But the truth? I was lonely (I didn’t have the self-awareness or emotional ability to recognize this at the time). My quest for attention turned into a quest for frequent flier miles and the dopamine hit that came with their accumulation meant that I could very proudly claim to be location independent.

Look at me! I’ve made it! I can work from anywhere!

If you can work from anywhere, be careful. You’ll soon wind up belonging to nowhere.

Opportunity calls when you stay put

You think opportunity is knocking and asking you to flit away for a season? To do yoga in India in between client emails? You think that now is the time to backpack across the Andes while you drop ship nutritional supplements? While these may indeed be the deepest longings of your heart, make sure that the knocking you hear isn’t something closer to home. Just because the sound of opportunity is faint doesn’t mean it’s because the knocking is coming from a thousand miles away. (Click to tweet.)

While amid the busiest speaking and travel season of my life, Batch began to grow. What was meant to be a part-time hobby for me and two friends suddenly had the chance to blossom into a legacy company. But to achieve this, I couldn’t manage it from the road. I couldn’t serve as an example of dedication to colleagues and employees if my head was in the clouds and my feet weren’t firmly planted on the ground, packing boxes or going on sales calls when needed.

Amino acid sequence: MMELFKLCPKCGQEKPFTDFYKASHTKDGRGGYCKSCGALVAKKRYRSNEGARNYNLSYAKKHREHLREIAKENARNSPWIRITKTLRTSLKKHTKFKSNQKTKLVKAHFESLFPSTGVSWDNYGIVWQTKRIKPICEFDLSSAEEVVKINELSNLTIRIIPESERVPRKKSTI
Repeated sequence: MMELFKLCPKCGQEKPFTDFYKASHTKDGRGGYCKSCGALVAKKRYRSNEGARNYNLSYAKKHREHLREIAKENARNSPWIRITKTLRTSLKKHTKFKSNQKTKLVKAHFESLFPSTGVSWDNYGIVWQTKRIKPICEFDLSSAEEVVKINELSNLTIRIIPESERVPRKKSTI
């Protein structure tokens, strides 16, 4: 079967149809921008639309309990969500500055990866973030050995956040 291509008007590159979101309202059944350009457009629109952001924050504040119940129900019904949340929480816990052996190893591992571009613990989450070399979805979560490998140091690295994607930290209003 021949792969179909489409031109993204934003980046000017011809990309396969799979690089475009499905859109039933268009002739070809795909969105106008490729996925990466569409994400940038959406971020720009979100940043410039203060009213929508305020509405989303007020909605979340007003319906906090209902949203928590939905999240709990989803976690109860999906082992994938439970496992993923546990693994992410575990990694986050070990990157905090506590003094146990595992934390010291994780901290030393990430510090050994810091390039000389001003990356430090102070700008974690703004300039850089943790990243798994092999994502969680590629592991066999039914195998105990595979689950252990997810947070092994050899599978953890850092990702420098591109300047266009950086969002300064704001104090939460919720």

As we began to raise money to create something big, one investor turned us down saying, “Your scale doesn’t depend on technology. It depends on people. You have a physical company - humans are needed to put items in boxes and service customers. We’re looking for companies that don’t need people."

I have never been happier to receive a rejection from an investor. I’m glad I run a company that needs people.

Location independence has its distractions; location dependence has its relationships.

Travel, but know why

By all means, travel. Get a ticket. See the world. Create experiences for yourself. Take in views. Make memories. Try new food. Smile at strangers.

But know why you’re doing all this. If you’re escaping a reality you don’t want, then work to create one you do. Don’t assume that unplugging from true community will offer you the chance to find yourself. I think we find ourselves the minute we begin to share who we are with others (this is a lesson I didn’t learn until recently). That’s tough to do when all we can manage is to tweet what the sunset looks like in Sydney tonight.